Orthostatic hypotension is a type of low blood pressure. This occurs once the blood vessels do not tighten when standing up. It is usually an indication of an underlying condition.
When standing up from a seated or lying down position, the blood vessels react to gravity by narrowing to prevent the blood pressure from dropping. This guarantees a constant supply of oxygenated blood to the brain. Most are likely to experience a mild form at some time. It is usually a lightheaded sensation when getting out of bed quickly.
What are the indications?
A drop in the blood pressure lowers the flow of oxygenated blood to the brain. The usual symptoms include the following:
- Blurred vision
- Muscle tremors
- Mental confusion
What are the causes?
Orthostatic hypotension is usually brought about by an underlying health condition. Some of the usual causes include the following:
- Excessive consumption of alcohol
- Extended bed rest
- Dehydration due to diarrhea, vomiting or both
- Using certain medications such as antihypertensive medications or diuretics
- Heart issues including erratic heartbeat, aortic stenosis, congestive heart failure or heart attack
- Nervous system conditions such as neuropathy or Parkinson’s disease
- Extensive blood loss
- Spinal cord conditions
Management of orthostatic hypotension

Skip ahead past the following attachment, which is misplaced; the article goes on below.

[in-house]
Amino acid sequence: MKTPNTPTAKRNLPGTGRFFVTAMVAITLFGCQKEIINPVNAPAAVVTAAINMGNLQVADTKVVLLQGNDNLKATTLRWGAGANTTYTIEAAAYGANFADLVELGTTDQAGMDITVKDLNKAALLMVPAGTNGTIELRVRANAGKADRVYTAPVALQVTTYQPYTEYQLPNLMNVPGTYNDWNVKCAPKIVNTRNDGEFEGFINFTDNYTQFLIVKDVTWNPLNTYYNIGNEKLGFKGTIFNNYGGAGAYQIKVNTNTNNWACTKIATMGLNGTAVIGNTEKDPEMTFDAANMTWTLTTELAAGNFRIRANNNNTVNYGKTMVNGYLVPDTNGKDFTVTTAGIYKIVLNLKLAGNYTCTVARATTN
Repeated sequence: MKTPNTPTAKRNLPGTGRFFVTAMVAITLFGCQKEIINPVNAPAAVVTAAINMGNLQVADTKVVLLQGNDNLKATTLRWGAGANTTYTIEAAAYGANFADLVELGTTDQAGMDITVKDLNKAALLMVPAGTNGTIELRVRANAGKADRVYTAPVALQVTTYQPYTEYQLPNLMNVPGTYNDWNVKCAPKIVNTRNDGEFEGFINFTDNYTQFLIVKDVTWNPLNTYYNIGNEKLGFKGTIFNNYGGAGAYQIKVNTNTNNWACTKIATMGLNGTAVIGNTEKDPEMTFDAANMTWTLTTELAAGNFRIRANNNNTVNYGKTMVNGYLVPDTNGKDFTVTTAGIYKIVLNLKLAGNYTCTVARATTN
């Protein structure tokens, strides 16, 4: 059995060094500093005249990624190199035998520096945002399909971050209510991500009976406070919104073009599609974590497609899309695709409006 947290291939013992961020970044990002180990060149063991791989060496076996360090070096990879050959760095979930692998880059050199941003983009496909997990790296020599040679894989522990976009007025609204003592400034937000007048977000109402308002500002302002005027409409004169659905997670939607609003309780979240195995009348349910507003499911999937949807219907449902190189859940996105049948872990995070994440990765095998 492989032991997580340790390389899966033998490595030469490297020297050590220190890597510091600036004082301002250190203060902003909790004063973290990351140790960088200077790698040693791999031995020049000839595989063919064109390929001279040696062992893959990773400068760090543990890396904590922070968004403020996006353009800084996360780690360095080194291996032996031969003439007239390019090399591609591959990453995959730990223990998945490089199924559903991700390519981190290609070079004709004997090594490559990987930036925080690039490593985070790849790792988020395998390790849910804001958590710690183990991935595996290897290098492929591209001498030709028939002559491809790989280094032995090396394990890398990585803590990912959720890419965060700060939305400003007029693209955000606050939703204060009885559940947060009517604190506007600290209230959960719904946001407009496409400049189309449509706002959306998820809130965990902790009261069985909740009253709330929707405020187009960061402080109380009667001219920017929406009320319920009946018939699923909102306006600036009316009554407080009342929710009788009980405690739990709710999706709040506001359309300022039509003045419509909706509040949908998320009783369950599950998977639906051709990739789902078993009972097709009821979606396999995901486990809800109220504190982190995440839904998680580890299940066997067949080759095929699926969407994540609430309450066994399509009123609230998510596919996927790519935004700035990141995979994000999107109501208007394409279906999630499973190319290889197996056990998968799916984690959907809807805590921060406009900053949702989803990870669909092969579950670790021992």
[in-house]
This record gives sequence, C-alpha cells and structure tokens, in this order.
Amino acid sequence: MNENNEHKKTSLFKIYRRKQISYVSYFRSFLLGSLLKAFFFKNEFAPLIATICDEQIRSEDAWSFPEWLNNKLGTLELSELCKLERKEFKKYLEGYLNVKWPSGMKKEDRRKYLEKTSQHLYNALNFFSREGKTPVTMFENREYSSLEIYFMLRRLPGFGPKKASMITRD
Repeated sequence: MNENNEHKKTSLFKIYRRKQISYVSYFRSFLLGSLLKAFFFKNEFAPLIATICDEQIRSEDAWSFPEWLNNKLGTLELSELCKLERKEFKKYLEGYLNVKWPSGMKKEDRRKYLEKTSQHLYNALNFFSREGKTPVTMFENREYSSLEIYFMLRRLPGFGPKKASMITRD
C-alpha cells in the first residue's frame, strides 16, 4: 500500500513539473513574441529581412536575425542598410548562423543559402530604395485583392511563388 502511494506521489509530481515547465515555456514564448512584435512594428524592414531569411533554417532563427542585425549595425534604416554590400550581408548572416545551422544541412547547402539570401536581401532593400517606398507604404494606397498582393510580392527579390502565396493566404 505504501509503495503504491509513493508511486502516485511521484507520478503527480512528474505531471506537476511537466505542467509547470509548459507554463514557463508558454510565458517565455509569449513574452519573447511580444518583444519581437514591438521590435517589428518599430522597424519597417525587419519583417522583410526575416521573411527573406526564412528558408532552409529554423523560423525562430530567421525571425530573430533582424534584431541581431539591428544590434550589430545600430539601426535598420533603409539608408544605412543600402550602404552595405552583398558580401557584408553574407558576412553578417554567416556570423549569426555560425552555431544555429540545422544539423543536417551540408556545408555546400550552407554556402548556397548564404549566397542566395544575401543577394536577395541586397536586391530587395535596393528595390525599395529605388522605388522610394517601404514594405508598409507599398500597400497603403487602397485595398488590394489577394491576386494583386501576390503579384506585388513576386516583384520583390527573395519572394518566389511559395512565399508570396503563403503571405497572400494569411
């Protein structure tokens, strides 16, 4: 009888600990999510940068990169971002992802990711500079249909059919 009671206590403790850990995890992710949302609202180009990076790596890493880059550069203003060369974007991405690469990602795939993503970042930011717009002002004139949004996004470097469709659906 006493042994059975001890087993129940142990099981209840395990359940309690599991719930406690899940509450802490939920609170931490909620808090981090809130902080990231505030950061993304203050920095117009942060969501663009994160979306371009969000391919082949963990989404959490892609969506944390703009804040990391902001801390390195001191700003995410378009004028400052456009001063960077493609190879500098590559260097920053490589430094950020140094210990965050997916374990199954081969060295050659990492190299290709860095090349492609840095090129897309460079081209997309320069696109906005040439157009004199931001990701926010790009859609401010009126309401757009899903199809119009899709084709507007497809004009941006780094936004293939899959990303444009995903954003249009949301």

The treatment is usually based on the cause. The commonly used options include the following:
- Administration of fluids to manage dehydration
- Regular insulin injections to manage diabetes
- Altering the dosage in medications if they are the cause
- Medications, surgery or both to manage heart conditions
- Medications to increase the blood volume or pressure
The general recommendations that can help manage orthostatic hypotension include the following:
- Raise the head using pillows while in bed to reduce the likelihood of orthostatic hypotension upon getting up.
- Move slowly from a seated or lying position to allow the blood vessels enough time to adjust.
- Eat small, frequent meals instead of 3 large meals per day.
- Use support stockings to minimize the pooling of blood in the legs to improve the blood pressure.
- Drink more fluids throughout the day to prevent dehydration.
- Reduce the consumption of alcohol since it increases the risk of dehydration and dilation of the blood vessels.
- Lower the intake of caffeine to small but regular doses to boost the blood pressure.
- Avoid engaging in strenuous exercise, saunas, hot baths and any hot environments since it widens the blood vessels.
- Avoid ascending quickly to high altitudes.
- As much as possible, avoid standing without moving for long periods of time.
- Consult a doctor for regular blood pressure monitoring.